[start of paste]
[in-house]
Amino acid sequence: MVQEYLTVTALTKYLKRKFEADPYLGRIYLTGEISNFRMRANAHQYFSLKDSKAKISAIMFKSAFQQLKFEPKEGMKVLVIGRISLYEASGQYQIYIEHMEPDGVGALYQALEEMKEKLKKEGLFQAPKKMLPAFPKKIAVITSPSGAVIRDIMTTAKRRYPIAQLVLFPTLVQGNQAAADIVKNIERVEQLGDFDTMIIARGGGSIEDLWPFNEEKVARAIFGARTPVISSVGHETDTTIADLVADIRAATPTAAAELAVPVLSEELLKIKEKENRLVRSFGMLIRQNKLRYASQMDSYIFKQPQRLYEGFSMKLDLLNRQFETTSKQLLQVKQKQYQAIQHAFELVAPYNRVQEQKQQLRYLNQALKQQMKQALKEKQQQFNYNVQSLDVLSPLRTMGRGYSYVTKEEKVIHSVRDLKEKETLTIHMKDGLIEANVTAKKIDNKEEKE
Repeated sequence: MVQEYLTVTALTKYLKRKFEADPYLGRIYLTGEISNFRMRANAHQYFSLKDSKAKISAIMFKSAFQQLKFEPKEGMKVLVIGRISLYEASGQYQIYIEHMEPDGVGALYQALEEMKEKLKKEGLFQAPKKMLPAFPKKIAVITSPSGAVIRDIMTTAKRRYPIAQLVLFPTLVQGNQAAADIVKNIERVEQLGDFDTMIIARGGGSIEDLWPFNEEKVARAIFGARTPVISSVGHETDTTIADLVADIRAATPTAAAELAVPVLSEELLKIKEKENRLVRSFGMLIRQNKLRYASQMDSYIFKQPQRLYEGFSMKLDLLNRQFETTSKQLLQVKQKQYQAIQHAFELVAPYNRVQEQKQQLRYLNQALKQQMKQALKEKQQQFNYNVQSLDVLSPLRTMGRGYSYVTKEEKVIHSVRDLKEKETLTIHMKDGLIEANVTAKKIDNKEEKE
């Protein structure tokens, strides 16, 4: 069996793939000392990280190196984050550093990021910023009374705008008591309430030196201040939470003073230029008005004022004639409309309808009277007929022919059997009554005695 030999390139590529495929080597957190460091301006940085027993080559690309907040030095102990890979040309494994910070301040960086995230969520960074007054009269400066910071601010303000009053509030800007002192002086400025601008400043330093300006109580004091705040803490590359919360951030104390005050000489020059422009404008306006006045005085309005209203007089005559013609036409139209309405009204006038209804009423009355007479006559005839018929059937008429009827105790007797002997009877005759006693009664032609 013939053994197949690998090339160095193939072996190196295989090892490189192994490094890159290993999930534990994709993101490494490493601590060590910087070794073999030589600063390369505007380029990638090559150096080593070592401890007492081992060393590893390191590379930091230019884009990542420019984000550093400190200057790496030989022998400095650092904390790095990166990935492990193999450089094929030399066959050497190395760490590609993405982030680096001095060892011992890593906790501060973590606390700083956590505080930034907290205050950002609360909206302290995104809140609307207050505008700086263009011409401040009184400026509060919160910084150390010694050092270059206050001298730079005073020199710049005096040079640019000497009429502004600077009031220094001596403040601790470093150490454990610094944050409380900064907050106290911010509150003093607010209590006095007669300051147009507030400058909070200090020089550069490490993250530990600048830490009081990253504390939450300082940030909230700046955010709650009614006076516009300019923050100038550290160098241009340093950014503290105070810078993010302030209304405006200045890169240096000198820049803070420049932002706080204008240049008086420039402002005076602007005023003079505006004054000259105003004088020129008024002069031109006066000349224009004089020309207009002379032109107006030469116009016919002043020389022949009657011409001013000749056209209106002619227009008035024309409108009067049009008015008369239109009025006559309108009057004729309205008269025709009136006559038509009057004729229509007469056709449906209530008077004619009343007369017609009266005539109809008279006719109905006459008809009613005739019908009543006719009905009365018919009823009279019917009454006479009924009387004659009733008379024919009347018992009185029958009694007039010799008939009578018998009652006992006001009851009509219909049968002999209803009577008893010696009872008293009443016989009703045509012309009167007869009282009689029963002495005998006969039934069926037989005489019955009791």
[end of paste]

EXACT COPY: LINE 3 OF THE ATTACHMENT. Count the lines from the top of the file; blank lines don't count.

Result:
Repeated sequence: MVQEYLTVTALTKYLKRKFEADPYLGRIYLTGEISNFRMRANAHQYFSLKDSKAKISAIMFKSAFQQLKFEPKEGMKVLVIGRISLYEASGQYQIYIEHMEPDGVGALYQALEEMKEKLKKEGLFQAPKKMLPAFPKKIAVITSPSGAVIRDIMTTAKRRYPIAQLVLFPTLVQGNQAAADIVKNIERVEQLGDFDTMIIARGGGSIEDLWPFNEEKVARAIFGARTPVISSVGHETDTTIADLVADIRAATPTAAAELAVPVLSEELLKIKEKENRLVRSFGMLIRQNKLRYASQMDSYIFKQPQRLYEGFSMKLDLLNRQFETTSKQLLQVKQKQYQAIQHAFELVAPYNRVQEQKQQLRYLNQALKQQMKQALKEKQQQFNYNVQSLDVLSPLRTMGRGYSYVTKEEKVIHSVRDLKEKETLTIHMKDGLIEANVTAKKIDNKEEKE